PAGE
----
# data structures – Why Binary Search Trees? – Education Career Blog

I was reading binary search tree and was thinking that why do we need BST at all? All the things as far as I know can also be achieve using simple sorted arrays. For e.g. – In order to build a BST having n elements, we requires `n*O(log n)` time i.e. `O(nlog n)` and lookup time is `O(log n)`. But this thing can also be achieve using array. We can have a sorted array(requires `O(nlog n)` time), and lookup time in that is also `O(log n)` i.e. binary search algo. Then why do we need another data structure at all? Are there any other use/application of BST which make them so special?

–Ravi

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Arrays are great if you’re talking about write once, read many times type of interactions. It’s when you get down to inserting, swapping, and deletion in which BST really start to shine compared to an array. Since they’re node based, rather than based on a contiguous chunk of memory, the cost of moving an element either into the collection or out of the collection is fast while still maintaining the sorted nature of the collection.

Think of it as you would the difference in insertion between linked lists versus arrays. This is an oversimplification but it highlights an aspect of the advantage I’ve noted above.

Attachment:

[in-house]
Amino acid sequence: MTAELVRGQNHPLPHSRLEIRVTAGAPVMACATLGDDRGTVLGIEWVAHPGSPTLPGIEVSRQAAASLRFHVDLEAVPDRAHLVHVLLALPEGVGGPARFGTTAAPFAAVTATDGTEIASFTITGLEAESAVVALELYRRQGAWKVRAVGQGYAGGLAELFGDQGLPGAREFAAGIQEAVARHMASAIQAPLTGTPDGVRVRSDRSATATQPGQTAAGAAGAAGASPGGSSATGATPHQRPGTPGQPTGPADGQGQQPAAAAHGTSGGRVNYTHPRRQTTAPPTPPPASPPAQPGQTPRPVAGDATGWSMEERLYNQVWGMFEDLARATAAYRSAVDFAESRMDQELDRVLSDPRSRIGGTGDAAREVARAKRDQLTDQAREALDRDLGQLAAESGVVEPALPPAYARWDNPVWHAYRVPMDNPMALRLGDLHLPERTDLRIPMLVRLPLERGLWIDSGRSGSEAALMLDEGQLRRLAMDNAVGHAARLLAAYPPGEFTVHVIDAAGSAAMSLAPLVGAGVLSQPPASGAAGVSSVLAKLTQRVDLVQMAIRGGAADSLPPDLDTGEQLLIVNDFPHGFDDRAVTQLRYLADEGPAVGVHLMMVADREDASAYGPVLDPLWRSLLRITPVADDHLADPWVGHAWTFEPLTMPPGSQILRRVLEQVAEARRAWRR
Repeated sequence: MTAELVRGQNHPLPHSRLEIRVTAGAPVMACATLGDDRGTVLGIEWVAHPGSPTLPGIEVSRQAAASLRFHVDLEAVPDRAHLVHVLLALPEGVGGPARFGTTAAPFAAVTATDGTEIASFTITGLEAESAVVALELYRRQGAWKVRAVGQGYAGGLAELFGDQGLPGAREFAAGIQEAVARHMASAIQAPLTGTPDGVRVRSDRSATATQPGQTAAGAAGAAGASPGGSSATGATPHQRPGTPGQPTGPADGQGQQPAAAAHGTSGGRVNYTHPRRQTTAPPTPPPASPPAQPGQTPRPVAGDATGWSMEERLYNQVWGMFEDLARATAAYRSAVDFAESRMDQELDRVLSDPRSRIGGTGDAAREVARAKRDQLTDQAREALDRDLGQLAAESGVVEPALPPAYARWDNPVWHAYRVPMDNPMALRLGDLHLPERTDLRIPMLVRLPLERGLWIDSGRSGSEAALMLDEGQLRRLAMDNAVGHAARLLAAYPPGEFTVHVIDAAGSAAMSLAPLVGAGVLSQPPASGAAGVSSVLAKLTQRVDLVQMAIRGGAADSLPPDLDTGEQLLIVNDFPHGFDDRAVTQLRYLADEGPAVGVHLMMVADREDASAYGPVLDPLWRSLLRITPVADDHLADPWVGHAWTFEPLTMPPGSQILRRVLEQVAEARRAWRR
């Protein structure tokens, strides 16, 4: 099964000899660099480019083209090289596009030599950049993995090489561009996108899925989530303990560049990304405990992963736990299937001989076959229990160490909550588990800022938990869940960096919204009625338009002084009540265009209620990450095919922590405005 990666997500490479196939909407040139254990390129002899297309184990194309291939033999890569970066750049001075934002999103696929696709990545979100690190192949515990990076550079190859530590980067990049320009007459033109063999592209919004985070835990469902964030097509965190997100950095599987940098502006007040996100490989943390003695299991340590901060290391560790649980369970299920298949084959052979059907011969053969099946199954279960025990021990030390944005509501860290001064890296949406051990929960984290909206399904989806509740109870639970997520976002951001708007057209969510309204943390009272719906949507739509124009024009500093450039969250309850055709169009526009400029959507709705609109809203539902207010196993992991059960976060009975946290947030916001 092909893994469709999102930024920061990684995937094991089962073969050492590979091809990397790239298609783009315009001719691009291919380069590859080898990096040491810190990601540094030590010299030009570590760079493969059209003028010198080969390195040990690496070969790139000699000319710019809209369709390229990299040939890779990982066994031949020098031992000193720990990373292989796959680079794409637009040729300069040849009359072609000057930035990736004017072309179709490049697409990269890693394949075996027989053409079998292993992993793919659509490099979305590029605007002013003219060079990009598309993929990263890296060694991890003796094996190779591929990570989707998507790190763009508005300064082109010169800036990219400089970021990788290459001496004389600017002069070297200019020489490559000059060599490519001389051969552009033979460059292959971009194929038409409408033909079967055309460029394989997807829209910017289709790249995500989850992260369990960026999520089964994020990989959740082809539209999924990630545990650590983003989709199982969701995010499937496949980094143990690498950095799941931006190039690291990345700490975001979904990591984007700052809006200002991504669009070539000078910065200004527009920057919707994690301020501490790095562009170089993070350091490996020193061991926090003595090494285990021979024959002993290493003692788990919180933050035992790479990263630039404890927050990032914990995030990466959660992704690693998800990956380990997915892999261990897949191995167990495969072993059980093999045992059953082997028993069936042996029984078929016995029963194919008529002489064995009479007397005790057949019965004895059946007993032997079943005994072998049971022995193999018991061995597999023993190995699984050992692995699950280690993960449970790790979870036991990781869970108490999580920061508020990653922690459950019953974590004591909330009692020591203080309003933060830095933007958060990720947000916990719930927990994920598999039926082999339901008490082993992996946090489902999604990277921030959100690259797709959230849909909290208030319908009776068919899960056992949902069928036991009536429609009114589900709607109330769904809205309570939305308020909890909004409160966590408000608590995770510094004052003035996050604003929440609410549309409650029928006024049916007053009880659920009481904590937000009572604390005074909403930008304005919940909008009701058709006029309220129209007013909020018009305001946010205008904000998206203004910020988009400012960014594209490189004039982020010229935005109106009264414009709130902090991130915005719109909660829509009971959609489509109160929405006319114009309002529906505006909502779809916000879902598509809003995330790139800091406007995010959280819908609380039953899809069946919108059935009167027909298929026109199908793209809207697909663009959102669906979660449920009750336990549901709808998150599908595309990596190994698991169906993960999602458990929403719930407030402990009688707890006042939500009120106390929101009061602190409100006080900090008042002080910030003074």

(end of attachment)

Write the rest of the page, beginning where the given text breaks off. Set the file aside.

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Imagine you have an array with a million elements.

You want to insert an element at location 5.

So you insert at the end of the array and then sort.

Let’s say the array is full; that’s O(nlog n), which is 1,000,000 * 6 = 6,000,000 operations.

Imagine you have a balanced tree.

That’s O(log n), plus a bit for balancing = 6 + a bit, call it 10 operations.

So, you’ve just spent 6,000,000 ops sorting your array. You then want to find that element. What do you do? binary search – O(log n) – which is exactly the same as what you’re going to do when you search in the tree!

Now imagine you want to allocate -another- element.

Your array is full! what do you do? re-allocate the array with n extra elements and memcpy the lot? you really want to memcpy 4mbytes?

In a tree, you just add another element…

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